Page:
“Yeah, it was a nice find,” said Bishop. “I know it’s going to change history. That’s pretty heavy.”
A man of Christian beliefs who is a member of the First Assembly of God Church in Stephenville, he said his hopes are that the stone will “disprove Darwin’s theory. God made man. Man did not evolve from ape.”
Someone else who has had a close up, personal inspection of the stone is David Lines, who photographed the stone for Baugh, which Baugh has included in posters and on his Web site www.creationevidence.org
A technical writer for Texas Instruments in Dallas, Lines said he’s no expert on rocks, but he said he has no doubt the Delk rock is real and the prints are legitimate.
“I have really worked hard to figure out how it could be faked,” said Lines.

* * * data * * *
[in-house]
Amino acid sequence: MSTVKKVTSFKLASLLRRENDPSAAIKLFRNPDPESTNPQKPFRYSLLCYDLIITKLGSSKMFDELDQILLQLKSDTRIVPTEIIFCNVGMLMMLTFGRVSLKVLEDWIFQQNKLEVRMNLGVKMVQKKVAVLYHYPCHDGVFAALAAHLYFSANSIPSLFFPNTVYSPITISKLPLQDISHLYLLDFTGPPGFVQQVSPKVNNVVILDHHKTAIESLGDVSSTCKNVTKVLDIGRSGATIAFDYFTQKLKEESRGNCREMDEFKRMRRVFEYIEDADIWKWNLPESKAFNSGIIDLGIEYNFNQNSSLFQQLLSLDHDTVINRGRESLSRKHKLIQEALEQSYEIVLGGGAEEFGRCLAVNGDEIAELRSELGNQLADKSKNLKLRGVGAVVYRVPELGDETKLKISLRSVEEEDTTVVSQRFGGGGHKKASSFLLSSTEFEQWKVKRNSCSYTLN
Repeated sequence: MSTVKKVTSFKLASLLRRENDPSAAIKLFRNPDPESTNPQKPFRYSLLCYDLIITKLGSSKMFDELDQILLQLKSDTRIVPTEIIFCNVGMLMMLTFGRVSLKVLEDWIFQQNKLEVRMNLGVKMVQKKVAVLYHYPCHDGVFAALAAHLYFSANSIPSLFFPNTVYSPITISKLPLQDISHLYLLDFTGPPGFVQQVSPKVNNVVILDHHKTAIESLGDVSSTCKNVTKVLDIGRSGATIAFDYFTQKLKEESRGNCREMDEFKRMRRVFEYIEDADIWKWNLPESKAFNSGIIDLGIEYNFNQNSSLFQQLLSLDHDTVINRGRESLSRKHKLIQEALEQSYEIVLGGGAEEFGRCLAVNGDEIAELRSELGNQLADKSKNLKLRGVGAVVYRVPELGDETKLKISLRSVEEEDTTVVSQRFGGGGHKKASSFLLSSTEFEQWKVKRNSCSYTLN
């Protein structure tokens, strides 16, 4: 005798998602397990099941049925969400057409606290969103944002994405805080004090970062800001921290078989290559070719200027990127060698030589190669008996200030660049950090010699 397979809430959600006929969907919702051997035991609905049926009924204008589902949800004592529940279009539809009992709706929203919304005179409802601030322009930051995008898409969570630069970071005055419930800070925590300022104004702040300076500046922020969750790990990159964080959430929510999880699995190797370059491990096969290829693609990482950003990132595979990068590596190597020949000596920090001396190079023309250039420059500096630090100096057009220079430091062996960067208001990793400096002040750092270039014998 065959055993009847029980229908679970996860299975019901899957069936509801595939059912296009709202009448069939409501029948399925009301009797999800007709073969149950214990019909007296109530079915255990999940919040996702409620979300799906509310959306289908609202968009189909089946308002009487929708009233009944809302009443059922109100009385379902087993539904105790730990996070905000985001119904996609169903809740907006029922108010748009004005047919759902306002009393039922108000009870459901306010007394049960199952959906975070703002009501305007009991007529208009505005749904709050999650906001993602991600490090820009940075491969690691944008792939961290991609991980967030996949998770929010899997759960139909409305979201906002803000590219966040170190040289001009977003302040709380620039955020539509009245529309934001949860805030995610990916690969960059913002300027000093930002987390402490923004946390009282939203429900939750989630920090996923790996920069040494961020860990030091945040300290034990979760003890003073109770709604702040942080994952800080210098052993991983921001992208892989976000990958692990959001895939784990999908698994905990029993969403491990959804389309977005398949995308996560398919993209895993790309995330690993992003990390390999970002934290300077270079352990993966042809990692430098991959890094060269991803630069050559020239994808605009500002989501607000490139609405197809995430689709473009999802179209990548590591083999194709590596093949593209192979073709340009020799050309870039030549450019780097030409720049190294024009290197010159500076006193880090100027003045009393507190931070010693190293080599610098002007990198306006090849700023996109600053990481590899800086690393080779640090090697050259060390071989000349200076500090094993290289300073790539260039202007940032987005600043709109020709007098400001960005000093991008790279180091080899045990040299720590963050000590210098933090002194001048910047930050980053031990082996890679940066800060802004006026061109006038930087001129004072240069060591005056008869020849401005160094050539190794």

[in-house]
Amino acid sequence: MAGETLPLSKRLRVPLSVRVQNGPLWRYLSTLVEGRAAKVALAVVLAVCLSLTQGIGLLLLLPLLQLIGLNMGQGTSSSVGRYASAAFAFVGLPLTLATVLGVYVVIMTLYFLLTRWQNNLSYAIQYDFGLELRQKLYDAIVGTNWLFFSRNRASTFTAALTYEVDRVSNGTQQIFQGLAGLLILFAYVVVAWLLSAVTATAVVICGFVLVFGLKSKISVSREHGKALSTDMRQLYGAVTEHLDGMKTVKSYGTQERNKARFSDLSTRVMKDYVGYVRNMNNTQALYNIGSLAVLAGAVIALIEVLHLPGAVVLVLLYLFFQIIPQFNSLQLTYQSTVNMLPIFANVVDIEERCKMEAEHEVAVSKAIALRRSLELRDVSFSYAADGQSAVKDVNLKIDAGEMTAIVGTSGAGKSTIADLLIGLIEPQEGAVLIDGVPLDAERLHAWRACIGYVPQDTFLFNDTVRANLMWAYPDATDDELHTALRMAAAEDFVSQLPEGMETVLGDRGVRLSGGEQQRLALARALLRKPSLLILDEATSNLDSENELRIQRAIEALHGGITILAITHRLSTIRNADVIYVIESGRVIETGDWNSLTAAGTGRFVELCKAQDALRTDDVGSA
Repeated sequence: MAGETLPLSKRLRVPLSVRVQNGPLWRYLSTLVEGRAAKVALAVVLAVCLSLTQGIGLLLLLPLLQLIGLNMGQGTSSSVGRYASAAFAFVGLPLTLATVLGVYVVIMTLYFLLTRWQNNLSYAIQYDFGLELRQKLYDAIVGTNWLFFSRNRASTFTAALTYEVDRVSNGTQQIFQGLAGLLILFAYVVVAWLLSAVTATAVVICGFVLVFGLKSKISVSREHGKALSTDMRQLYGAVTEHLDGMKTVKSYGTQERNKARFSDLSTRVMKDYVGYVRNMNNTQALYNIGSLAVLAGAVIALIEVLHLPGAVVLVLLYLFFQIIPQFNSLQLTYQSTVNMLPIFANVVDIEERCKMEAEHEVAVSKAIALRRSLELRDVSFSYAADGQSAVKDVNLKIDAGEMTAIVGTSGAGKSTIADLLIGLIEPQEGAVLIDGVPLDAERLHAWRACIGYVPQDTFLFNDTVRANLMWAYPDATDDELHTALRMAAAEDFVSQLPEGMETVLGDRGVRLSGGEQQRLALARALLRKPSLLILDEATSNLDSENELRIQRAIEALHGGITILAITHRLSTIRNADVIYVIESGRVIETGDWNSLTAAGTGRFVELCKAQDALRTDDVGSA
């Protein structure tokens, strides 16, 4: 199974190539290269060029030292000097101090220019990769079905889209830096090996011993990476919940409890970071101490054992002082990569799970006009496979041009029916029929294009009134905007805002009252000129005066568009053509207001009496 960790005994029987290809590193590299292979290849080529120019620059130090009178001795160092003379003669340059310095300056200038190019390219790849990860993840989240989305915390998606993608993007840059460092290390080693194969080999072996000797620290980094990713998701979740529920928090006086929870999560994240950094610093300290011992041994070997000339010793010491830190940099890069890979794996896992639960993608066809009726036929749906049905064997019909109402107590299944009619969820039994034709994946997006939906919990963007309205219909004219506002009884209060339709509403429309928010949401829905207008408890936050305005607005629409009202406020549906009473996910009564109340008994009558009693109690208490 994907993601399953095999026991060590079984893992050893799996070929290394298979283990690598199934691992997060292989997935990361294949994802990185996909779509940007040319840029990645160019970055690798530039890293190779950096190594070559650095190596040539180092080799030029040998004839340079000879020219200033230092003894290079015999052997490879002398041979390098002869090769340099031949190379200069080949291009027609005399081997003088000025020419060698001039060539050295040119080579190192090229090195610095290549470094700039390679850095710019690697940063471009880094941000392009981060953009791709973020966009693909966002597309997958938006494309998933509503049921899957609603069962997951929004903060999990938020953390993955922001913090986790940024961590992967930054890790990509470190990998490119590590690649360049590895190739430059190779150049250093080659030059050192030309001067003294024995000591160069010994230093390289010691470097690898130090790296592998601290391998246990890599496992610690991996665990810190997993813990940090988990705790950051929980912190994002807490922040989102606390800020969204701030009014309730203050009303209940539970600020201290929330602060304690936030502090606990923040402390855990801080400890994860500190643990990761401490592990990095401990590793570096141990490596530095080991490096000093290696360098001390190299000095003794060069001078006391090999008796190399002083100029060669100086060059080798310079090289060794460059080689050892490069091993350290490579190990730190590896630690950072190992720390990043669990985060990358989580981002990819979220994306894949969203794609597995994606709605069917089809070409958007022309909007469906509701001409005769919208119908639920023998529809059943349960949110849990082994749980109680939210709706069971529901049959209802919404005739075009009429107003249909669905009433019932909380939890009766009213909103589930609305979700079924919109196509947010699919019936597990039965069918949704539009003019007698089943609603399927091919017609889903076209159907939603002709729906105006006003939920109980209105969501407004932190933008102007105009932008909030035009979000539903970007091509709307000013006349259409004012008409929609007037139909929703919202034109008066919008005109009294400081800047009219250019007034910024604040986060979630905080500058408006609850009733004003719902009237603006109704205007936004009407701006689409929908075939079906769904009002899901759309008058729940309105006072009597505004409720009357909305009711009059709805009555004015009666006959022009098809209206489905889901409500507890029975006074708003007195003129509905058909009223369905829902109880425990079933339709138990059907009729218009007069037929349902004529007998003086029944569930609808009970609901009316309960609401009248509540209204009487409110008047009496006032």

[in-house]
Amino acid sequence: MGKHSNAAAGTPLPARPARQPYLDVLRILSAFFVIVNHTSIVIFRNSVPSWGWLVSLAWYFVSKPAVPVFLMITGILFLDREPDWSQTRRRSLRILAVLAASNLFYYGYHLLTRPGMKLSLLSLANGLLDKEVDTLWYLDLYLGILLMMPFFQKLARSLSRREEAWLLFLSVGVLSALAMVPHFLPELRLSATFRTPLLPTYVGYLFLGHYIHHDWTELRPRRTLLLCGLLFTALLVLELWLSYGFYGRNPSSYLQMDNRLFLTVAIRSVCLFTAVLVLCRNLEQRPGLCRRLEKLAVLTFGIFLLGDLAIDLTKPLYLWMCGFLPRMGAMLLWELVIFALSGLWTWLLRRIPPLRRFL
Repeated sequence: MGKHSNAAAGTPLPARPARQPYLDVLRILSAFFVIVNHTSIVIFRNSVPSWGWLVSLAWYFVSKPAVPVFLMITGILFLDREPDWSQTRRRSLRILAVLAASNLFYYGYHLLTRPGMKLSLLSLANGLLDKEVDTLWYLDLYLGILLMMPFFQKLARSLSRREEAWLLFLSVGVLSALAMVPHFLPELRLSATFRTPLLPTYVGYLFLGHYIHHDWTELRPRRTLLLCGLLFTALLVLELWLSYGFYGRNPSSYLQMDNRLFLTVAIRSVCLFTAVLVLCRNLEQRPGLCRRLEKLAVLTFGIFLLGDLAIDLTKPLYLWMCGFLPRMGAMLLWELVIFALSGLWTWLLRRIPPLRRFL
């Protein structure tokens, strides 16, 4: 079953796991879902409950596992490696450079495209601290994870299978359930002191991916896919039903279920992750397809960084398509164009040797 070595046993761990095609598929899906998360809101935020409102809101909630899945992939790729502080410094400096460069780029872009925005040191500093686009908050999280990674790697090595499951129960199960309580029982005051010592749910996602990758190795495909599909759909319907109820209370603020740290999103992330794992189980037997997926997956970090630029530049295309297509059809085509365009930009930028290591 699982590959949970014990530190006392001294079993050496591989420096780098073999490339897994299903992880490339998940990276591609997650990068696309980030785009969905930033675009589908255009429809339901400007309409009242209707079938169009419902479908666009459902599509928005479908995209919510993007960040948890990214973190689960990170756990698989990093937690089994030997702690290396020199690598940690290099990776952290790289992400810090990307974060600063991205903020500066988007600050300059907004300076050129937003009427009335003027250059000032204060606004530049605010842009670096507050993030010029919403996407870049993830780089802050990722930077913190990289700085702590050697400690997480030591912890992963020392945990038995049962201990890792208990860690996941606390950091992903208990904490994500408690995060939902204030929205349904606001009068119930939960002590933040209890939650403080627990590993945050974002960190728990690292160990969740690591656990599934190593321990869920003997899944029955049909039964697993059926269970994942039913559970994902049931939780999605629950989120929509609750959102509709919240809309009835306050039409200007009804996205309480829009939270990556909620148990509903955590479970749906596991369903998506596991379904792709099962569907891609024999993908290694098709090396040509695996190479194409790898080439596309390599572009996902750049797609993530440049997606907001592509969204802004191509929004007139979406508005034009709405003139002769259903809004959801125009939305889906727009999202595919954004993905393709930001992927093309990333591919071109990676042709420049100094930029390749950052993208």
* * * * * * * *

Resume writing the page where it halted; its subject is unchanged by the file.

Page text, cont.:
Lines said his photographs also show the rock contains a number of fossils commonly found in North Texas such as small seashells and shellfish, a fact he said lends credence to the stone’s authenticity.
“When I saw this, I said this is too good to be true,” said Lines. “If someone found a way to fake that, they could also get a patent for concrete that would far surpass anything.”
Delk’s own daughter, Kristi Delk, is a geology major at Tarleton State University in Stephenville and holds different beliefs from her dad about the creation of Earth and the origins of man.
She said she wants to see data from more tests before jumping to any conclusions.
“I haven’t come to terms with it,” she said. “I am skeptical, actually.”
But she said if verified, this rock could change her entire way of thinking, along with the thinking of a lot of other people.